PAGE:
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Posted in Editing, NANOWRIMO, Uncategorized, Writing | 3 Comments



Writing a novel couldn’t be more different than writing an ad. Or so I thought.

In the last few weeks, I’ve realized just how much the lessons I’ve learned throughout my advertising career have been helping me in my latest pursuit of becoming a published author.

One of the most important things I took away from The Creative Circus (other than a strong portfolio and a realistic grasp of how ad agencies work) is the understanding that you are not your work. From first to eighth quarter, we had our work critiqued so often and by so many people, that we had to develop thick skin. There was no other choice.

We quickly learned that when someone said your idea sucked, they weren’t saying you sucked. And let’s face it, we’ve all had our fair share of sucky ideas. What really divided the students and how successful they were in class (and later in their careers) was how they handled that criticism.

When people look at your work, whether it’s a novel or a print ad, they are looking at it through the filter of their own life experience—which, of course, is different than your own. Because of that, they are likely to see certain elements in a different way than you may have intended.

While your first impulse might be to defend your work, it’s smart to stand back and listen. Unless you’re planning on being there to explain why your ad makes sense to consumers as they come across it, you should at least consider the feedback.

During one portfolio review, I saw a student react poorly to constructive criticism from Norm Grey, head of the Creative Circus at the time. The student told Norm why he was wrong, and why the ad he had presented was, in fact, THE BEST AD EVER. (It’ wasn’t. And last I heard, that student is no longer in advertising.)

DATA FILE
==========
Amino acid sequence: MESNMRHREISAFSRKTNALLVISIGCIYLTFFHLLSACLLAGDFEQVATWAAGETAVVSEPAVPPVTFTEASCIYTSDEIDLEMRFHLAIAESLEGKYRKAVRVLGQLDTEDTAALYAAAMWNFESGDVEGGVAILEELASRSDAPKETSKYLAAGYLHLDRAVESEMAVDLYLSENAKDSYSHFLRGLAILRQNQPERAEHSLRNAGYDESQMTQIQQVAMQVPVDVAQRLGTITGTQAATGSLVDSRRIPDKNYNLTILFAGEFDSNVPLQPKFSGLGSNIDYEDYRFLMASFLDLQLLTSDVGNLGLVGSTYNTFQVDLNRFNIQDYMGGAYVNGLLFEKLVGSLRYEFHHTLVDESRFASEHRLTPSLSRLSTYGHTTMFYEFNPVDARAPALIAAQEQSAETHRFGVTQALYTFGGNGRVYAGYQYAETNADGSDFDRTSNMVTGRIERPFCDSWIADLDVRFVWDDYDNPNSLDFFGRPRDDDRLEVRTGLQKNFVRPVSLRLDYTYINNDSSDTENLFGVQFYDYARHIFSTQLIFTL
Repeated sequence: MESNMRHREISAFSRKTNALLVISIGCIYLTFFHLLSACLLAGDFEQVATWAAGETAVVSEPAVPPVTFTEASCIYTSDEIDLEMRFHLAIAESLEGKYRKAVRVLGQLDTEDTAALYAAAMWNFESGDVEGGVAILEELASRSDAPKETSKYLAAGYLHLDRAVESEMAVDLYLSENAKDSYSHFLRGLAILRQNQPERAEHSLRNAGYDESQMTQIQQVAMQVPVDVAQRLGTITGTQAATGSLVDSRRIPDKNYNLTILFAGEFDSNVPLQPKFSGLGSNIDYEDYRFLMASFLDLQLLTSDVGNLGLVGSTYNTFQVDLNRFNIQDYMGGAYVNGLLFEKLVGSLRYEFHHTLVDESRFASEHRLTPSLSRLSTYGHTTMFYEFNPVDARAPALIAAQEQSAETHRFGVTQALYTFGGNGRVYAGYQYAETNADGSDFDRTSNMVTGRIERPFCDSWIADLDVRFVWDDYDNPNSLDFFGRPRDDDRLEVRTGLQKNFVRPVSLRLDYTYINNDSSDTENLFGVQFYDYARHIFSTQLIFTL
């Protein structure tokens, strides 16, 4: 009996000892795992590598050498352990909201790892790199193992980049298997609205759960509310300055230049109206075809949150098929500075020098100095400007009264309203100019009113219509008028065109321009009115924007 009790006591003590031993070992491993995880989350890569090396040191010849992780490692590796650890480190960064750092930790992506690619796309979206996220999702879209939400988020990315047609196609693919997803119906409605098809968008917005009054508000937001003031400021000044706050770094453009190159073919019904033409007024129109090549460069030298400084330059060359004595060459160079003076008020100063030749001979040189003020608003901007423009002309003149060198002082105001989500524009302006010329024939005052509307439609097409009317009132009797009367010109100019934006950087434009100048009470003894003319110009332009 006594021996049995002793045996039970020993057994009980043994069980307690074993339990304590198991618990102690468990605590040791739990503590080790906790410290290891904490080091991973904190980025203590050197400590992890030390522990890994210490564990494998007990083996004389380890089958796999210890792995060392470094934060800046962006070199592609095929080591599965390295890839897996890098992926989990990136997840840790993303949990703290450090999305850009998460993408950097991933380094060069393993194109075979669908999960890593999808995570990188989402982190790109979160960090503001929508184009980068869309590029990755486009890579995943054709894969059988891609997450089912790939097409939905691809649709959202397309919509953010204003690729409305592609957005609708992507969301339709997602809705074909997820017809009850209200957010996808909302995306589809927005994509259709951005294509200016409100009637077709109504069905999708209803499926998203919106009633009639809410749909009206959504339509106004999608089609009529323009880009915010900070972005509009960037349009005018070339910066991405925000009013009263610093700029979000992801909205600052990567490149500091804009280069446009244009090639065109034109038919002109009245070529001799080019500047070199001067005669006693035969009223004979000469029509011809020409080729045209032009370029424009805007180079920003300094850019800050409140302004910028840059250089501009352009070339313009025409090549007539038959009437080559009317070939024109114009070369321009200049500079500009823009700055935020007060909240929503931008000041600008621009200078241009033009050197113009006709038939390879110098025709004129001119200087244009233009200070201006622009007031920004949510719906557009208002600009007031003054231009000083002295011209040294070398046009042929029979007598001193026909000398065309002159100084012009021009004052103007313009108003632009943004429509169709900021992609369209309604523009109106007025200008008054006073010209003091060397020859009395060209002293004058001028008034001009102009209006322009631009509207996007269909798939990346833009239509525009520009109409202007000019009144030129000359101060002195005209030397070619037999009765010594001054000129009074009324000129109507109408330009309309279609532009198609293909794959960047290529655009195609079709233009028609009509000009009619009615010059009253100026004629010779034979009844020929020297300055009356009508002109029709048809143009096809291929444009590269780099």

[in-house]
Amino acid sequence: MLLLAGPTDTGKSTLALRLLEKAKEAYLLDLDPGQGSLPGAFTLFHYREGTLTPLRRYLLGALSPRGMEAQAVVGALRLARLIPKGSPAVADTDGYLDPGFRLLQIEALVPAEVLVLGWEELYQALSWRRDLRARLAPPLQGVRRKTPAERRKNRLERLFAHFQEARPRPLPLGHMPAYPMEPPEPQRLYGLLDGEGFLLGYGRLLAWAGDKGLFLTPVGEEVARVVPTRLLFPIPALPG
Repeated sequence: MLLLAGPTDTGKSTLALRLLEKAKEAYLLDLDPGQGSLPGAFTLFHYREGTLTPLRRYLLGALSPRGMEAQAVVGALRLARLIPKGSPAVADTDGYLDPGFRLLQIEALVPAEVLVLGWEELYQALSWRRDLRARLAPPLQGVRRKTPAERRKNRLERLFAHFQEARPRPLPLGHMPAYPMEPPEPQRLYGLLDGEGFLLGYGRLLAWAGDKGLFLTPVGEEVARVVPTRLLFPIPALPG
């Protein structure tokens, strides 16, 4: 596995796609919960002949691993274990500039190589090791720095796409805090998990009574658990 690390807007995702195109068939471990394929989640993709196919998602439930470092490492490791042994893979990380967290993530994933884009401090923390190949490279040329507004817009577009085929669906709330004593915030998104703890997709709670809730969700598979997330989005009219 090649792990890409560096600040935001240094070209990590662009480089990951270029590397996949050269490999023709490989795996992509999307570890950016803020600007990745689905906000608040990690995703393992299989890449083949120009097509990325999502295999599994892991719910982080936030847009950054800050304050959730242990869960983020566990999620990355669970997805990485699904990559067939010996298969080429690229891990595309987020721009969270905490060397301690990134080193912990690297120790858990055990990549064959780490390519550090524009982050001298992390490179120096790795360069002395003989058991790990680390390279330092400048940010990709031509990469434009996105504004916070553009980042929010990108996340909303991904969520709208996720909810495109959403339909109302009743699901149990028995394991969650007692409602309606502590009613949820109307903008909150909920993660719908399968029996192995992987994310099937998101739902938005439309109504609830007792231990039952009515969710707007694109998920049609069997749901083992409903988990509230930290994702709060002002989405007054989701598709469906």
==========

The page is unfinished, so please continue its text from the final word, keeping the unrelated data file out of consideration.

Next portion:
What he should have done with the feedback was again, to listen. Note that I didn’t say he should have agreed to make all of the suggested changes. While it’s important to hear people out, there is such a thing as too many cooks in the kitchen. If you take everyone’s suggestions, the work will end up becoming less cohesive and probably less effective. But it won’t hurt you or the work to hear them out.

This is true, even in a work environment. I’ve been in meetings where you couldn’t take everyone’s input even if you wanted to, because several of the comments contradicted each other. I’ve also been in situations where I didn’t agree with a request that came from a boss or client. In that case, it’s a good bit of advice to try it both ways. Show them what they asked for, and also show what you think the best solution is.

It’s easy to say no and shut down an idea that’s different from your vision. But sometimes, you might just be surprised and stumble upon something that’s even better than you originally imagined.

So it was with the thick skin of 17 years in the Advertising industry that I went into my Women’s Fiction Critique Group to have my second novel critiqued.

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Posted in Advertising, Creative Process, Editing, Fiction, Writing | 9 Comments


In the ad-world, conference reports usually fall on the shoulders of the account team, but since this was a writing conference—I figured I would give it a shot!

Last summer, after finishing what I thought was the final draft of my manuscript, I started looking into what exactly it would take to get published.  As luck would have it, the Cleveland Writing Workshop was happening a short two-hour drive from where I was living at the time.

This conference was a great introduction to the business-side of writing and I’m glad it was the first one I attended. While a lot of writing conferences are once-a-year-events, this was part of a traveling series put on by Writers Digest and led by @ChuckSambuchino. You can find a schedule for the events and when it might be coming to a town near you here.